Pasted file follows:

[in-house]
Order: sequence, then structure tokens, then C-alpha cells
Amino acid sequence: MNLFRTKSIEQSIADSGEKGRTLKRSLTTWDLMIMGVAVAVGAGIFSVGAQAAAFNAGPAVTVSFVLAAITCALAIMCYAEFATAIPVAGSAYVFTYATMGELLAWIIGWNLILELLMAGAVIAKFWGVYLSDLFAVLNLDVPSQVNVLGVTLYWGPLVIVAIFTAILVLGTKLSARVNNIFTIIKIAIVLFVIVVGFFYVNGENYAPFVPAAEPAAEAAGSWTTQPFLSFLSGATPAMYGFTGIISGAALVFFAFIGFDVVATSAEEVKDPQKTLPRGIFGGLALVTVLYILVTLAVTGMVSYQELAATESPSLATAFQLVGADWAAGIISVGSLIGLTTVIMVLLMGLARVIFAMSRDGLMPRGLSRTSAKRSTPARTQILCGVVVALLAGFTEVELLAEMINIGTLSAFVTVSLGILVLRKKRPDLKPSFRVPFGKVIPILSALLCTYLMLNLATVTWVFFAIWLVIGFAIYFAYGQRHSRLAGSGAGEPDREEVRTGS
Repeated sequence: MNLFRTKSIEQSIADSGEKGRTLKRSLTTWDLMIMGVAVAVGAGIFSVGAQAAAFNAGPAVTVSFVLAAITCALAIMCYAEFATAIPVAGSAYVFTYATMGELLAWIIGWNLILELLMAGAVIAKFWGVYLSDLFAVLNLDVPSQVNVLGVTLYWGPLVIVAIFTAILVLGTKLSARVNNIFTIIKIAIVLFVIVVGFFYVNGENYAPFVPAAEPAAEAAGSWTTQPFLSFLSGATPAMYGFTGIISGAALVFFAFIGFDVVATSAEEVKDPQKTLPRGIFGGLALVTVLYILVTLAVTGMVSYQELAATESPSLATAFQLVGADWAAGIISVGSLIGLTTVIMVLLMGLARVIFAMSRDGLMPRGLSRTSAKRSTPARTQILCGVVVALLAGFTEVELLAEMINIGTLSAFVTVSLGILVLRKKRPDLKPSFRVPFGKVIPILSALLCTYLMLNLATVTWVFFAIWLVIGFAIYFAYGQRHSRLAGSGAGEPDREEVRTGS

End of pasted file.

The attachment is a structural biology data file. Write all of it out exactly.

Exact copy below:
[in-house]
Order: sequence, then structure tokens, then C-alpha cells
Amino acid sequence: MNLFRTKSIEQSIADSGEKGRTLKRSLTTWDLMIMGVAVAVGAGIFSVGAQAAAFNAGPAVTVSFVLAAITCALAIMCYAEFATAIPVAGSAYVFTYATMGELLAWIIGWNLILELLMAGAVIAKFWGVYLSDLFAVLNLDVPSQVNVLGVTLYWGPLVIVAIFTAILVLGTKLSARVNNIFTIIKIAIVLFVIVVGFFYVNGENYAPFVPAAEPAAEAAGSWTTQPFLSFLSGATPAMYGFTGIISGAALVFFAFIGFDVVATSAEEVKDPQKTLPRGIFGGLALVTVLYILVTLAVTGMVSYQELAATESPSLATAFQLVGADWAAGIISVGSLIGLTTVIMVLLMGLARVIFAMSRDGLMPRGLSRTSAKRSTPARTQILCGVVVALLAGFTEVELLAEMINIGTLSAFVTVSLGILVLRKKRPDLKPSFRVPFGKVIPILSALLCTYLMLNLATVTWVFFAIWLVIGFAIYFAYGQRHSRLAGSGAGEPDREEVRTGS
Repeated sequence: MNLFRTKSIEQSIADSGEKGRTLKRSLTTWDLMIMGVAVAVGAGIFSVGAQAAAFNAGPAVTVSFVLAAITCALAIMCYAEFATAIPVAGSAYVFTYATMGELLAWIIGWNLILELLMAGAVIAKFWGVYLSDLFAVLNLDVPSQVNVLGVTLYWGPLVIVAIFTAILVLGTKLSARVNNIFTIIKIAIVLFVIVVGFFYVNGENYAPFVPAAEPAAEAAGSWTTQPFLSFLSGATPAMYGFTGIISGAALVFFAFIGFDVVATSAEEVKDPQKTLPRGIFGGLALVTVLYILVTLAVTGMVSYQELAATESPSLATAFQLVGADWAAGIISVGSLIGLTTVIMVLLMGLARVIFAMSRDGLMPRGLSRTSAKRSTPARTQILCGVVVALLAGFTEVELLAEMINIGTLSAFVTVSLGILVLRKKRPDLKPSFRVPFGKVIPILSALLCTYLMLNLATVTWVFFAIWLVIGFAIYFAYGQRHSRLAGSGAGEPDREEVRTGS